Make WordPress Core

Opened 7 years ago

Last modified 7 years ago

#40441 new enhancement

High server resource usage and timeouts during image uploads

Reported by: enshrined's profile enshrined Owned by:
Milestone: Awaiting Review Priority: normal
Severity: normal Version:
Component: Media Keywords:
Focuses: Cc:


When uploading an image, server resource usage can run high and the resize process can easily timeout causing the upload to fail. This is often down the creation of intermediate image sizes and is especially noticeable when plugins/themes have custom image sizes defined.

This issue has been mentioned before in both #37840 and #36534.

#40439 proposes saving the progress of intermediate image creation so resizing can be resumed on retry.

This ticket is mainly for discussion around ways to reduce potential server implications when uploading an image and creating intermediate image sizes.

Change History (5)

#1 @blobfolio
7 years ago

A common bottleneck comes from source files that are inappropriately large, which subsequently require extra processing power and memory for every downsize pass.

One workaround would be to generate a more reasonable pseudo-source if the original is excessive (e.g. 2000px cap if the source is > 5000px) and use that for any thumbnails of equal or lesser size. This will have some quality loss due to recompression so would need to be user-controlled, probably defaulting to DON'T. But it would definitely help with timeout issues on budget shared hosting.

There is also optimization potential within the class-wp-image* files themselves: they could maintain a static copy of the last source image resource to have been generated rather than destroying all traces of it at the end of the run. protected static $_last = array( $filepath => $resource ); Since this is so often called in a loop using the same file over and over again, it would allow the class to refer to the cached source rather than starting from scratch at each iteration. In cases where an application initiates the image editor against multiple sources (like a bulk thumbnail regeneration plugin), the usual cleanup can be run at the beginning of each new cycle to free up memory held for the last one (rather than the end of every cycle).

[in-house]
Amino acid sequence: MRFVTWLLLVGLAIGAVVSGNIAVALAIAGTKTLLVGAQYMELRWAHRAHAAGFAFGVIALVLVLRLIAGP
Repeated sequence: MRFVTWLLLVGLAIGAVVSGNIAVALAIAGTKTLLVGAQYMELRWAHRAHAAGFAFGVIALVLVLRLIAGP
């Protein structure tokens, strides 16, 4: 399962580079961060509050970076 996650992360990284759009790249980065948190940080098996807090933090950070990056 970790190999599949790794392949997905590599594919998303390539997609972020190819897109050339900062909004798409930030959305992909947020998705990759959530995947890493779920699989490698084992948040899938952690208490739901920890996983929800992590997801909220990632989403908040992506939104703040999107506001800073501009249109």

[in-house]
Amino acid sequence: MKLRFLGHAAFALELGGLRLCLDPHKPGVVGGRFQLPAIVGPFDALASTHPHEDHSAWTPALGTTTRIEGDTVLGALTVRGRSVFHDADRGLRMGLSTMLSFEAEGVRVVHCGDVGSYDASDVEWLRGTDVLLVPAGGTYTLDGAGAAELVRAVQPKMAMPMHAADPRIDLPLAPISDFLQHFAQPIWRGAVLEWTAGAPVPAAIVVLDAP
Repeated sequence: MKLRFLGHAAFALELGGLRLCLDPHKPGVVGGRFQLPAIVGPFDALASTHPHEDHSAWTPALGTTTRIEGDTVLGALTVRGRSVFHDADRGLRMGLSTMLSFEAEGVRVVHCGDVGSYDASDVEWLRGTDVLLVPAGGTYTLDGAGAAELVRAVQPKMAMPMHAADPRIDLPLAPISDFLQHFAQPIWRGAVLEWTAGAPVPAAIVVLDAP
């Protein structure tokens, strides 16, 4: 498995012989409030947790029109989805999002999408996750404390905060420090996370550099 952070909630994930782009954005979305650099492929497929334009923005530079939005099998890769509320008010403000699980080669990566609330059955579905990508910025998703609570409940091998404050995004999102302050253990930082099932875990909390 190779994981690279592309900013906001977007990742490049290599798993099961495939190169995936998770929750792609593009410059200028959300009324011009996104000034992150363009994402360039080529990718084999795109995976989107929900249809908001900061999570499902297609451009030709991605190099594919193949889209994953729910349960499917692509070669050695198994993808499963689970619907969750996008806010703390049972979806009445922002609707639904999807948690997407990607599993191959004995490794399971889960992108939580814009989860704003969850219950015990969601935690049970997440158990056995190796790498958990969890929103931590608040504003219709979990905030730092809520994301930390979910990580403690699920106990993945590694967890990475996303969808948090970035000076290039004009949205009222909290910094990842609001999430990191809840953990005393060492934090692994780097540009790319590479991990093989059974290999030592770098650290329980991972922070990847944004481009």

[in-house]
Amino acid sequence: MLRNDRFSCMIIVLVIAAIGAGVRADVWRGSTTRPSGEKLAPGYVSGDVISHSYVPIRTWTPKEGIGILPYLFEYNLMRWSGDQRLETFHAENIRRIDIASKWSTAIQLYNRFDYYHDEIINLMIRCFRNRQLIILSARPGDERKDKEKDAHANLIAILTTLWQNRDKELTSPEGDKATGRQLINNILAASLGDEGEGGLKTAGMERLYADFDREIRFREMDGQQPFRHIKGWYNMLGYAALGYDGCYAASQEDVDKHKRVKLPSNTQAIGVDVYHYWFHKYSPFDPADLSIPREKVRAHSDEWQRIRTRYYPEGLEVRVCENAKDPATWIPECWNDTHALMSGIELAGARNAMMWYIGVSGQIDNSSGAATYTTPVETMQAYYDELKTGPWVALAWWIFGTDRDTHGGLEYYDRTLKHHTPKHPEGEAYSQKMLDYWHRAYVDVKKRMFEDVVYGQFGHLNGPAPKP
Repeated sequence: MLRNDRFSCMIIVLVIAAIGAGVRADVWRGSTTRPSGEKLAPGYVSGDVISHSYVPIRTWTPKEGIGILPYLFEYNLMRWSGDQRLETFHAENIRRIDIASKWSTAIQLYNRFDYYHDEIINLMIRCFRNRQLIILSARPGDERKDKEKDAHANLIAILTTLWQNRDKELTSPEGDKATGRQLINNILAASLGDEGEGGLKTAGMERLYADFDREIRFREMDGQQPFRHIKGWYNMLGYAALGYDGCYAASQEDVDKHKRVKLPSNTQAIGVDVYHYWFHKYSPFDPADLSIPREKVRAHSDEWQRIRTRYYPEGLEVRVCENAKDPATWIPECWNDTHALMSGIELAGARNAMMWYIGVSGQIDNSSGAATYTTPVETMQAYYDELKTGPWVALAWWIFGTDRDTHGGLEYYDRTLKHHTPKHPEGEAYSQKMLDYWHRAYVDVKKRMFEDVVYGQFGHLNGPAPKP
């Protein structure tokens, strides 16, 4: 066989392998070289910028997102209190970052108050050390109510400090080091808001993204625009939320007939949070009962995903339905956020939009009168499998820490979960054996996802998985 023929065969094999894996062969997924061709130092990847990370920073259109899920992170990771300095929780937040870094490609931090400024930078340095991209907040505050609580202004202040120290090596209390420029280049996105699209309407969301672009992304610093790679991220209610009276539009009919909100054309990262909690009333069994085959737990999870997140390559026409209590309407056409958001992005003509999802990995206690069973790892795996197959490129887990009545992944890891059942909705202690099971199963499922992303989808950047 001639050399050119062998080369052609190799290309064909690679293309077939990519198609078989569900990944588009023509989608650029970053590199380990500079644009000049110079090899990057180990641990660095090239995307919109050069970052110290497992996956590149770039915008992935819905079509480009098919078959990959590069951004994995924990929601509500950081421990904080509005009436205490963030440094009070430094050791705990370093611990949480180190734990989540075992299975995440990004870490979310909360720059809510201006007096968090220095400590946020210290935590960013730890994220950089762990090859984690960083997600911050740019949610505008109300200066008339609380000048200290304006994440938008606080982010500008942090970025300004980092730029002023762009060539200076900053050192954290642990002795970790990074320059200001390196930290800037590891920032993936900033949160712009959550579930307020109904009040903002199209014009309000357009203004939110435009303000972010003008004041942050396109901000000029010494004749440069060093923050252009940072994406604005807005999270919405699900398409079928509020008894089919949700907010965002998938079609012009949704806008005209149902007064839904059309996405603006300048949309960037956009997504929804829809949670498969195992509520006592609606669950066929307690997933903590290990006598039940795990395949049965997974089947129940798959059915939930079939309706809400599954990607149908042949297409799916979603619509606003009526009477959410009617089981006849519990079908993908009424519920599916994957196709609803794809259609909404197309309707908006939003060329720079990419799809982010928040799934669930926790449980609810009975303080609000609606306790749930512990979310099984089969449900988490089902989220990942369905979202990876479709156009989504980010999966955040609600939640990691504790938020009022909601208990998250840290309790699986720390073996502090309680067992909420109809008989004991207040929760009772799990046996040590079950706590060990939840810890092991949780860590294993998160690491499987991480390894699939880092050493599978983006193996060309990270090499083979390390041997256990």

While this does mean there will be an uncleared resource at the end of the process, it should still translate to a decent performance win, particularly in cases where the source files are gratuitously large.

#2 @enshrined
7 years ago

@blobfolio I'm not sure I'd agree with using a pseudo-source as this would either have to be user definable, which goes against "Decisions, not Options" or large enough to accommodate all uses. For example, I worked on a site recently that have needed to background images to look sharp on smart TVs etc and as such images up to 6000px were loaded onto the site by the client. A edge case, I understand but still, there will be people who want those larger images and if all resizing is done from a 2000px image this stops that.

I may be wrong, but I'm also fairly certain that the WP_Image_Editor_* classes only load the original image resource once which is then stored within protected $image. If intermediate image size creation is called correctly, using the multi_resize method then it should just resize using this pre-loaded image resource which then gets destroyed in the __destruct method.

Personally, I think a good way to go would be to decouple intermediate image size creation from the upload process completely. As long as it's tied to the upload there will always be issues when themes and plugins add significant numbers of image sizes, as there's only so much optimisation that can be done here.

I'd love to see a background queueing system used to enable us to accomplish this, a good start is the one at Using this method original images could be uploaded and stored and the intermediate sizes queued to be created, as each completes it can then update the attachment meta with the appropriate data.